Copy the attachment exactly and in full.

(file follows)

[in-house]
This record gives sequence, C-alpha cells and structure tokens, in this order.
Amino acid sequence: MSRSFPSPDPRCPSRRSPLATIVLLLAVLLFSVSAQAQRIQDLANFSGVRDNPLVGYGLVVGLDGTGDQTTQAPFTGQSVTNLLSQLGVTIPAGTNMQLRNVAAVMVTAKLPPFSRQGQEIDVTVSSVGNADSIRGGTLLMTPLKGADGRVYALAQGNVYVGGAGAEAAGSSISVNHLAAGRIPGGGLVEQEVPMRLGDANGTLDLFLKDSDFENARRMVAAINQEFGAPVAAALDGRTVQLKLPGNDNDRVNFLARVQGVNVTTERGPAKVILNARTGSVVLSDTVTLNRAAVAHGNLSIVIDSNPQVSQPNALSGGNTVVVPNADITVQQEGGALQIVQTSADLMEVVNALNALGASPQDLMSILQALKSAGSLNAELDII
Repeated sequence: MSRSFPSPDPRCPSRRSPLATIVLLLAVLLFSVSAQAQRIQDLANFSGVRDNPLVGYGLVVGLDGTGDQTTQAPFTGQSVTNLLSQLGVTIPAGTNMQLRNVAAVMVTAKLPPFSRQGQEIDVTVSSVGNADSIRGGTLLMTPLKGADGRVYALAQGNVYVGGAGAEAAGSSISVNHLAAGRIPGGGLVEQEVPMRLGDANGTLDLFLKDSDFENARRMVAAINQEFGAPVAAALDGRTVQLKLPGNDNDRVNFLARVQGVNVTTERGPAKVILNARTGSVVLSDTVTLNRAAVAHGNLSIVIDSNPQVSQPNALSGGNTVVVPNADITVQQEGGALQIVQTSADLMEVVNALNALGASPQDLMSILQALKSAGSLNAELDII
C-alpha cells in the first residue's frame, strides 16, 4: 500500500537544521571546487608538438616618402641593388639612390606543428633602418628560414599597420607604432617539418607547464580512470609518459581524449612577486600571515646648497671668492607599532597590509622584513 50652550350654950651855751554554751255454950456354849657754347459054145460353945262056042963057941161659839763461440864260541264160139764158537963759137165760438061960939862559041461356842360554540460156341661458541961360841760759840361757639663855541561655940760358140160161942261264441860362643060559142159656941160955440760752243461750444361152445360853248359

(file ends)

[in-house]
This record gives sequence, C-alpha cells and structure tokens, in this order.
Amino acid sequence: MSRSFPSPDPRCPSRRSPLATIVLLLAVLLFSVSAQAQRIQDLANFSGVRDNPLVGYGLVVGLDGTGDQTTQAPFTGQSVTNLLSQLGVTIPAGTNMQLRNVAAVMVTAKLPPFSRQGQEIDVTVSSVGNADSIRGGTLLMTPLKGADGRVYALAQGNVYVGGAGAEAAGSSISVNHLAAGRIPGGGLVEQEVPMRLGDANGTLDLFLKDSDFENARRMVAAINQEFGAPVAAALDGRTVQLKLPGNDNDRVNFLARVQGVNVTTERGPAKVILNARTGSVVLSDTVTLNRAAVAHGNLSIVIDSNPQVSQPNALSGGNTVVVPNADITVQQEGGALQIVQTSADLMEVVNALNALGASPQDLMSILQALKSAGSLNAELDII
Repeated sequence: MSRSFPSPDPRCPSRRSPLATIVLLLAVLLFSVSAQAQRIQDLANFSGVRDNPLVGYGLVVGLDGTGDQTTQAPFTGQSVTNLLSQLGVTIPAGTNMQLRNVAAVMVTAKLPPFSRQGQEIDVTVSSVGNADSIRGGTLLMTPLKGADGRVYALAQGNVYVGGAGAEAAGSSISVNHLAAGRIPGGGLVEQEVPMRLGDANGTLDLFLKDSDFENARRMVAAINQEFGAPVAAALDGRTVQLKLPGNDNDRVNFLARVQGVNVTTERGPAKVILNARTGSVVLSDTVTLNRAAVAHGNLSIVIDSNPQVSQPNALSGGNTVVVPNADITVQQEGGALQIVQTSADLMEVVNALNALGASPQDLMSILQALKSAGSLNAELDII
C-alpha cells in the first residue's frame, strides 16, 4: 500500500537544521571546487608538438616618402641593388639612390606543428633602418628560414599597420607604432617539418607547464580512470609518459581524449612577486600571515646648497671668492607599532597590509622584513 50652550350654950651855751554554751255454950456354849657754347459054145460353945262056042963057941161659839763461440864260541264160139764158537963759137165760438061960939862559041461356842360554540460156341661458541961360841760759840361757639663855541561655940760358140160161942261264441860362643060559142159656941160955440760752243461750444361152445360853248359